“Sharing stories of trauma and providing guidance can take a toll. It’s not a skill all pastors and clergy are trained in unless they’ve done Clinical Pastoral Education (CPE)”


Rev. Amy Crowe’s journey is one defined by a deep sense of purpose intertwined with a love for her community, her faith, and the call to serve. From her roots on the East Coast to her current role as a vital figure in Maui’s spiritual and communal landscape, Amy’s story is one of resilience, adaptability, and unwavering dedication.

Born and raised in Delaware, Amy felt called to a life of service and obtained a bachelor’s degree in Theology and Bible from Eastern University and a Masters of Divinity Degree at Princeton Theological Seminary. But it was a move to Hawai‘i that would mark a significant chapter in her life.

Amy’s love for Hawai‘i grew swiftly, prompting her to extend her Clinical Pastoral Education residency with Pacific Health Ministry and eventually return after a brief stint back in Delaware. “I loved Hawai‘i so much and enjoyed the work in hospital ministry,” she explains. It was during this time that she found her calling as a chaplain, drawn to the intersection of spirituality and healthcare.

Over the years, Amy’s journey led her to various roles within the community, including spearheading the Pacific Health Ministry chaplaincy program at Maui Memorial Medical Center and serving at the Holy Innocents Episcopal Church in Lahaina. However, it was the onset of the COVID-19 pandemic that truly tested her resolve and highlighted the essential nature of her work.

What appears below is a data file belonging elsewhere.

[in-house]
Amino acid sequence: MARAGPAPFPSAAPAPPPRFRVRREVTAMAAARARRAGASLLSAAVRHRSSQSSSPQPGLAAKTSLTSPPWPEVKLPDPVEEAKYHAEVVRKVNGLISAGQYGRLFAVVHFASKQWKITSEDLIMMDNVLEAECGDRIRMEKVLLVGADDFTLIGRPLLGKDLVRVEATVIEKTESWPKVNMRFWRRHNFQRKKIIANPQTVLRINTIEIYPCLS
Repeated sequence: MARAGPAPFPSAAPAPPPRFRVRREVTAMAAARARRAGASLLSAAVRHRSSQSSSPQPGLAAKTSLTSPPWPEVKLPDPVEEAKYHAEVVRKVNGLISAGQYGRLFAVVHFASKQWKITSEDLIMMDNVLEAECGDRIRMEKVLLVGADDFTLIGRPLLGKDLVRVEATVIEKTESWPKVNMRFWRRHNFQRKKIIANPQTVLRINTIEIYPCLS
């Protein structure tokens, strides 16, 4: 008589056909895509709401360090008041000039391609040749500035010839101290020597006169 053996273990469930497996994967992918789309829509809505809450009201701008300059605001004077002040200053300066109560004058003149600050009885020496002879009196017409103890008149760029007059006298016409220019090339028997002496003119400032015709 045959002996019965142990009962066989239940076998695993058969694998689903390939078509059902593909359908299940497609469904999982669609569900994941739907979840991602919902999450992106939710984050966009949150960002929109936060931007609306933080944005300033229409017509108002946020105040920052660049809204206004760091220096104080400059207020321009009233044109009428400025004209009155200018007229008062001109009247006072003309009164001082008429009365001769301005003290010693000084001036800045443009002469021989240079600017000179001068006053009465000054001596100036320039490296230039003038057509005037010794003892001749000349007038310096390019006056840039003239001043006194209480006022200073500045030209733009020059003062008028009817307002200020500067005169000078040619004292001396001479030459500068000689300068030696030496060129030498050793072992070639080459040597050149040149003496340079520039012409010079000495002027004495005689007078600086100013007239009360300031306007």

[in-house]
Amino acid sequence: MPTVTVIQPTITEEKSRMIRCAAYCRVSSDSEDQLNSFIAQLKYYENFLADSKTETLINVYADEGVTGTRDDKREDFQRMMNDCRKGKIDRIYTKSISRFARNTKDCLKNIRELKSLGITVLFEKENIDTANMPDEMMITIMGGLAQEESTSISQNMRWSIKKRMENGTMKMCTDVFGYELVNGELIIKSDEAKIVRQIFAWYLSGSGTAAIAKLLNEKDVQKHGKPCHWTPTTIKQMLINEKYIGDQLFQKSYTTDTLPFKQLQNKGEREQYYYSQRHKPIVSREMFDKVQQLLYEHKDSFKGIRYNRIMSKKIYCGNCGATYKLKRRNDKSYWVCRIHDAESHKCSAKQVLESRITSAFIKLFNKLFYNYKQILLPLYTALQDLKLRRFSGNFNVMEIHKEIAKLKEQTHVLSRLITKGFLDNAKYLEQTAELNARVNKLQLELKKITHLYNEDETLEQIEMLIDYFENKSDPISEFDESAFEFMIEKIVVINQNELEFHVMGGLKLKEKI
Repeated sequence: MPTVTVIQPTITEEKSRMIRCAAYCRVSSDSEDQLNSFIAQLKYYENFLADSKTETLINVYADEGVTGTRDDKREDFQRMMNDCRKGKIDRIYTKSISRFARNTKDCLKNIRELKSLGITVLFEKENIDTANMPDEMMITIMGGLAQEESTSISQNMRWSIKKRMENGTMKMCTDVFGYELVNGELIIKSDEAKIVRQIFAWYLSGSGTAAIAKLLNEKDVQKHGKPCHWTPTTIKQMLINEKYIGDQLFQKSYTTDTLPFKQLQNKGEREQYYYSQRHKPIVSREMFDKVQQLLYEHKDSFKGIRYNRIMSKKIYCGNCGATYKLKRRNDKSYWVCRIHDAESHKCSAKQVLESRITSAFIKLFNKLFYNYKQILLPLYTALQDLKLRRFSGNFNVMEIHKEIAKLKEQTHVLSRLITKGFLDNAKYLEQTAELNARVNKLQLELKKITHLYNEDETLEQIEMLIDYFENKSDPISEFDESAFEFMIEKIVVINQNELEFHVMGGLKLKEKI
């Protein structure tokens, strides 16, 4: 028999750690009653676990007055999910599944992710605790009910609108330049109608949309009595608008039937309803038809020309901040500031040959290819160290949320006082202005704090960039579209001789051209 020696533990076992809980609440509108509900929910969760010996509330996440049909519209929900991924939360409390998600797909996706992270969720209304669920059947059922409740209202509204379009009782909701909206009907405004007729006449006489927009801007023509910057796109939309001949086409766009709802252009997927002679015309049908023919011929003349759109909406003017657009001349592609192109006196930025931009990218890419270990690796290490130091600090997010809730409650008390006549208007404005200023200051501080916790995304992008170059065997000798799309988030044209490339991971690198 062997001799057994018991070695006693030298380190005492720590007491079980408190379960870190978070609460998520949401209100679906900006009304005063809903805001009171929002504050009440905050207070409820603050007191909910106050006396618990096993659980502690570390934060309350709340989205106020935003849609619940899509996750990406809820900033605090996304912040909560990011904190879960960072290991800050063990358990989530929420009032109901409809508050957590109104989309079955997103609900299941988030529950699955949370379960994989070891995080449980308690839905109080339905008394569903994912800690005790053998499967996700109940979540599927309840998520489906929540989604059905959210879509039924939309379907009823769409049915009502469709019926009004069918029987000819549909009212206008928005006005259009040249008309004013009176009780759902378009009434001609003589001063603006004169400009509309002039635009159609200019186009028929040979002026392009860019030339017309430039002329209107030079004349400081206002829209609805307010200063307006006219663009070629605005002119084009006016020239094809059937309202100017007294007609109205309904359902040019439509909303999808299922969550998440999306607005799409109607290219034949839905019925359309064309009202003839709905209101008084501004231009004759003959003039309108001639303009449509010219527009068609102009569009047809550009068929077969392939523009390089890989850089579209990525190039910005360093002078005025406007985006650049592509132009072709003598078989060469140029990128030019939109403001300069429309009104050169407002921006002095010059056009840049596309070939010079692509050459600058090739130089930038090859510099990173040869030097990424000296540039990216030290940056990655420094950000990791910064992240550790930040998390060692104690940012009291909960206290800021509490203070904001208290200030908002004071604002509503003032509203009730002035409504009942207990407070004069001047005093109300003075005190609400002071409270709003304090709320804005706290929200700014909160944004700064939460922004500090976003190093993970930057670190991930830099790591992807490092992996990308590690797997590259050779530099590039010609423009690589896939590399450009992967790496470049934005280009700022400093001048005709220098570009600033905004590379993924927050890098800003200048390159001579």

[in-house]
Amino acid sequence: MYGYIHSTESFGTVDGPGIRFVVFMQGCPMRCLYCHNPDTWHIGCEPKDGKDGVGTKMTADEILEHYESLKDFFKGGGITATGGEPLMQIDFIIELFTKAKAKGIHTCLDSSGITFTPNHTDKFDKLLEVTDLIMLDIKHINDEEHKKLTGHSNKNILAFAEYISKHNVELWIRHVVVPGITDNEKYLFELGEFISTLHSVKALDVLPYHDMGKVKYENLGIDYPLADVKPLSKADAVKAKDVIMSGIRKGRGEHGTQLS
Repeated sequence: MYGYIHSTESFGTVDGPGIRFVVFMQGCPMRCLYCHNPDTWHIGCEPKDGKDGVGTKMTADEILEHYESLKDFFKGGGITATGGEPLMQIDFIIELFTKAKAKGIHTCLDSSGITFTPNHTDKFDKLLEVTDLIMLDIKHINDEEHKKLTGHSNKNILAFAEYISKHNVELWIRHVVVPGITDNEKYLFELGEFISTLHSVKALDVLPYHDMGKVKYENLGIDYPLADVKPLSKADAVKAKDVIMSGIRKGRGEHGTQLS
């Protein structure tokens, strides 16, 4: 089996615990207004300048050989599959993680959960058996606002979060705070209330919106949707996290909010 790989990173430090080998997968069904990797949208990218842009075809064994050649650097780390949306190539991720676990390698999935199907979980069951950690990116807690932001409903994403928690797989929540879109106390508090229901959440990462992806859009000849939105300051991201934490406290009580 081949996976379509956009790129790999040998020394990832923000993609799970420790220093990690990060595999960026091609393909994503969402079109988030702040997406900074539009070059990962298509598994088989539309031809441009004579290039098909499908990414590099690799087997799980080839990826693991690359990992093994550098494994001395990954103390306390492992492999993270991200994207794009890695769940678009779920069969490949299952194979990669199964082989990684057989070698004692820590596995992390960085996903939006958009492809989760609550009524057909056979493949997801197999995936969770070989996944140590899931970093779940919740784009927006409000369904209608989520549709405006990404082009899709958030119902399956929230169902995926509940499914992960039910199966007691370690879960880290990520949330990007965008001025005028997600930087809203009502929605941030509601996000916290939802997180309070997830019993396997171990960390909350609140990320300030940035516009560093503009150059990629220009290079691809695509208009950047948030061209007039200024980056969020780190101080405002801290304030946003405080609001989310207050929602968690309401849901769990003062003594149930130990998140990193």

The chaplains had to create a new way of doing it because families couldn’t be at the bedside,” Amy recalls. “Instead of being in-person, we had to call families to offer support. Although it was tough, the families really appreciated it.” As the pandemic reshaped traditional modes of spiritual care, she and her colleagues adapted, providing support to patients and families amidst unprecedented challenges.

Currently, Amy serves with Pacific Health Ministry as the Maui Disaster Recovery Spiritual Care Program Coordinator. In her new role, which is part of the Maui Disaster Recovery Grant funded by the Evangelical Lutheran Church in America, she is able to support local clergy and foster unity in the aftermath of the wildfires.

Since January, she has been meeting with clergy and faith leaders involved in disaster relief efforts. Reflecting on her experiences, “Sharing stories of trauma and providing guidance can take a toll. It’s not a skill all pastors and clergy are trained in unless they’ve done Clinical Pastoral Education (CPE).” Amy recounts a meeting with a disaster worker who remarked, ‘Wow! How great is it that PHM is there because you’re there to find the pulse of all the faith traditions on the island.’ Amy’s goal in this position is to create support groups and foster an environment of unity among all parishioners.

Amy also supports the current Maui Extended CPE Program which offers an opportunity for local clergy that would like to further their education and provide better spiritual care for their communities, congregations, and temples.

Rev. Amy participated in initiatives like The Interfaith Alliance of Maui creating a space where all are welcome, irrespective of faith or background. Having recently attended the inaugural meeting, Amy said, “I think it has a lot of potential to bring unity and support.”

Rev. Amy’s commitment to service remains unwavering. Whether meeting with clergy, coordinating relief efforts, or simply lending a listening ear, she embodies the spirit of compassion and resilience that defines Maui’s community and the Pacific Health Ministry ‘ohana.